Gabriel Theis Interview on The Curse of Professor Zardonicus

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Gabriel Theis

Gabriel Theis is a Director, Actor, Producer and Writer from Houston University. He was born on April 16 1998, in Houston, Texas. He is best known for The Dilemma of Winston Kirp, Nitelife and his First Feature film The Curse of Professor Zardonicus.

Greetings Mr Gabriel Theis, I’m Mayuresh Manchkar on the behalf of The Movie Culture and we are thrilled to have you and I hope you are doing well.

Q. To start with this interview, we would like to know about your first feature film The Curse of Professor Zardonicus and what was your vision behind this?

Gabriel Theis: The Curse of Professor Zardonicus is a micro-budget dark-comedy film that follows an eccentric young man who recruits a film student to help him prove the existence of an urban legend, the titular “Professor Zardonicus.”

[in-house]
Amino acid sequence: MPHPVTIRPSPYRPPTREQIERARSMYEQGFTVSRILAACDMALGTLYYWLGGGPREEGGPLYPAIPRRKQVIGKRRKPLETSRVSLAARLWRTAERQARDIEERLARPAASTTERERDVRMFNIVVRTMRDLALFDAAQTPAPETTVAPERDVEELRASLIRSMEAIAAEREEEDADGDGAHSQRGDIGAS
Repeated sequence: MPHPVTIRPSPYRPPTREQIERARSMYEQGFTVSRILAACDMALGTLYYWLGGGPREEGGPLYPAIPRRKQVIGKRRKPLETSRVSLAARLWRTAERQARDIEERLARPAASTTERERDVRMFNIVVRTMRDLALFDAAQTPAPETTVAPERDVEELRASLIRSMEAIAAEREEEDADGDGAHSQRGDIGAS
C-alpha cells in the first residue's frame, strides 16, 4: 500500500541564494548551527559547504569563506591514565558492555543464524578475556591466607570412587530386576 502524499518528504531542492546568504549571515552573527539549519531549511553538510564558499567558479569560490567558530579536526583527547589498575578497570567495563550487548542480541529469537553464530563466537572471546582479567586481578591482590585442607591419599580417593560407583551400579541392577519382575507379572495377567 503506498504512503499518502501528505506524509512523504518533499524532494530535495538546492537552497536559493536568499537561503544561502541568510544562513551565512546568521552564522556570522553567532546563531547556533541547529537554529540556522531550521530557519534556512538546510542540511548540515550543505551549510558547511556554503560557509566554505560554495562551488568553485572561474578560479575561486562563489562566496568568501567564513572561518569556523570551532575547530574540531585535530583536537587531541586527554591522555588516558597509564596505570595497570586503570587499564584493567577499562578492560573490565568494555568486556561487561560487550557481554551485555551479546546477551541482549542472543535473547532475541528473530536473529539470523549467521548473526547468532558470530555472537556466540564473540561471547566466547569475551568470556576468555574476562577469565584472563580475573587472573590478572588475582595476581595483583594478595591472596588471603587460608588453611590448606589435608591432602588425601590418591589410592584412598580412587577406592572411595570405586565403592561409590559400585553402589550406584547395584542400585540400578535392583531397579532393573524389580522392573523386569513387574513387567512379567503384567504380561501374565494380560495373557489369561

The framing device of the story is that the audience is seeing the film through the in-universe lens of the film student’s camera. That decision was made because I knew we wouldn’t be able to shoot Zardonicus with a full crew, given our totally limited resources. So, I wrote a screenplay that could turn our weaknesses into a strength, and one that would take any blemishes and have it actually add to the realistic, grounded tone of the film.

While I was initially convinced that we were shooting a comedy, what with the film centering around a myth named “Professor Zardonicus,” the end product was darker and more tense. Many films evolve and transform with every stage of production, and it was amazing to watch Zardonicus go on that journey.